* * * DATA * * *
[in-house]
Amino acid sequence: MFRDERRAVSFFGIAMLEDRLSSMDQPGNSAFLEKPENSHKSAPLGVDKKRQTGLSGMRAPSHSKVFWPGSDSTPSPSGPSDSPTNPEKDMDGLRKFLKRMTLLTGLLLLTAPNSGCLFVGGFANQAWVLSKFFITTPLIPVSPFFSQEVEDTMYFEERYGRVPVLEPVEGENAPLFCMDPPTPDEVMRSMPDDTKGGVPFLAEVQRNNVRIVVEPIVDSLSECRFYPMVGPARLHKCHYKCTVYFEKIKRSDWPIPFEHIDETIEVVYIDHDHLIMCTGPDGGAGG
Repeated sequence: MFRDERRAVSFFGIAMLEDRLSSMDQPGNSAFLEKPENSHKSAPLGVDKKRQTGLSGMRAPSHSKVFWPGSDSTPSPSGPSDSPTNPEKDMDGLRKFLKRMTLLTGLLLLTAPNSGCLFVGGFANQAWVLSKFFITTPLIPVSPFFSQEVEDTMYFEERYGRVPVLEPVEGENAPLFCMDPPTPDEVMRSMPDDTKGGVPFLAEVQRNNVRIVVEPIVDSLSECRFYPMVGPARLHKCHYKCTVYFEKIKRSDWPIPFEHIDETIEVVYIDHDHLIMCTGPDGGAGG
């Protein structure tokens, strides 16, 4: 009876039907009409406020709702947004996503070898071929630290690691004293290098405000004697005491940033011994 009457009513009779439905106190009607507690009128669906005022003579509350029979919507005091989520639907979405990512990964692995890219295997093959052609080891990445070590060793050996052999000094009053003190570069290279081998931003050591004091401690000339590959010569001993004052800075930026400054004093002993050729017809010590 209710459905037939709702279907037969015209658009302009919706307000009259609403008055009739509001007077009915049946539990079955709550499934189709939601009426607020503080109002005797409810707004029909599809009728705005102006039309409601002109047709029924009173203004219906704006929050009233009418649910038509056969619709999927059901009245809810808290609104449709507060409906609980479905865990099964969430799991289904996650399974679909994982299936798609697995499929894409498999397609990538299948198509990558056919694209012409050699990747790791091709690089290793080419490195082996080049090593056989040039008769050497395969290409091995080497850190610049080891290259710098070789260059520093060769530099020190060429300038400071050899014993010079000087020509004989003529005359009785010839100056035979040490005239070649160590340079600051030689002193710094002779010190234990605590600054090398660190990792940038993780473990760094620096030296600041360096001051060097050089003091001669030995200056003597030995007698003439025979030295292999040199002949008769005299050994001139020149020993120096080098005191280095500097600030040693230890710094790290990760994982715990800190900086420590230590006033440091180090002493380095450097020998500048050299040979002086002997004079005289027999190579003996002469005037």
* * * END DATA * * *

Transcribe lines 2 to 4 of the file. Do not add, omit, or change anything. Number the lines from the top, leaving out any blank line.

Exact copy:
Amino acid sequence: MFRDERRAVSFFGIAMLEDRLSSMDQPGNSAFLEKPENSHKSAPLGVDKKRQTGLSGMRAPSHSKVFWPGSDSTPSPSGPSDSPTNPEKDMDGLRKFLKRMTLLTGLLLLTAPNSGCLFVGGFANQAWVLSKFFITTPLIPVSPFFSQEVEDTMYFEERYGRVPVLEPVEGENAPLFCMDPPTPDEVMRSMPDDTKGGVPFLAEVQRNNVRIVVEPIVDSLSECRFYPMVGPARLHKCHYKCTVYFEKIKRSDWPIPFEHIDETIEVVYIDHDHLIMCTGPDGGAGG
Repeated sequence: MFRDERRAVSFFGIAMLEDRLSSMDQPGNSAFLEKPENSHKSAPLGVDKKRQTGLSGMRAPSHSKVFWPGSDSTPSPSGPSDSPTNPEKDMDGLRKFLKRMTLLTGLLLLTAPNSGCLFVGGFANQAWVLSKFFITTPLIPVSPFFSQEVEDTMYFEERYGRVPVLEPVEGENAPLFCMDPPTPDEVMRSMPDDTKGGVPFLAEVQRNNVRIVVEPIVDSLSECRFYPMVGPARLHKCHYKCTVYFEKIKRSDWPIPFEHIDETIEVVYIDHDHLIMCTGPDGGAGG
């Protein structure tokens, strides 16, 4: 009876039907009409406020709702947004996503070898071929630290690691004293290098405000004697005491940033011994 009457009513009779439905106190009607507690009128669906005022003579509350029979919507005091989520639907979405990512990964692995890219295997093959052609080891990445070590060793050996052999000094009053003190570069290279081998931003050591004091401690000339590959010569001993004052800075930026400054004093002993050729017809010590 209710459905037939709702279907037969015209658009302009919706307000009259609403008055009739509001007077009915049946539990079955709550499934189709939601009426607020503080109002005797409810707004029909599809009728705005102006039309409601002109047709029924009173203004219906704006929050009233009418649910038509056969619709999927059901009245809810808290609104449709507060409906609980479905865990099964969430799991289904996650399974679909994982299936798609697995499929894409498999397609990538299948198509990558056919694209012409050699990747790791091709690089290793080419490195082996080049090593056989040039008769050497395969290409091995080497850190610049080891290259710098070789260059520093060769530099020190060429300038400071050899014993010079000087020509004989003529005359009785010839100056035979040490005239070649160590340079600051030689002193710094002779010190234990605590600054090398660190990792940038993780473990760094620096030296600041360096001051060097050089003091001669030995200056003597030995007698003439025979030295292999040199002949008769005299050994001139020149020993120096080098005191280095500097600030040693230890710094790290990760994982715990800190900086420590230590006033440091180090002493380095450097020998500048050299040979002086002997004079005289027999190579003996002469005037």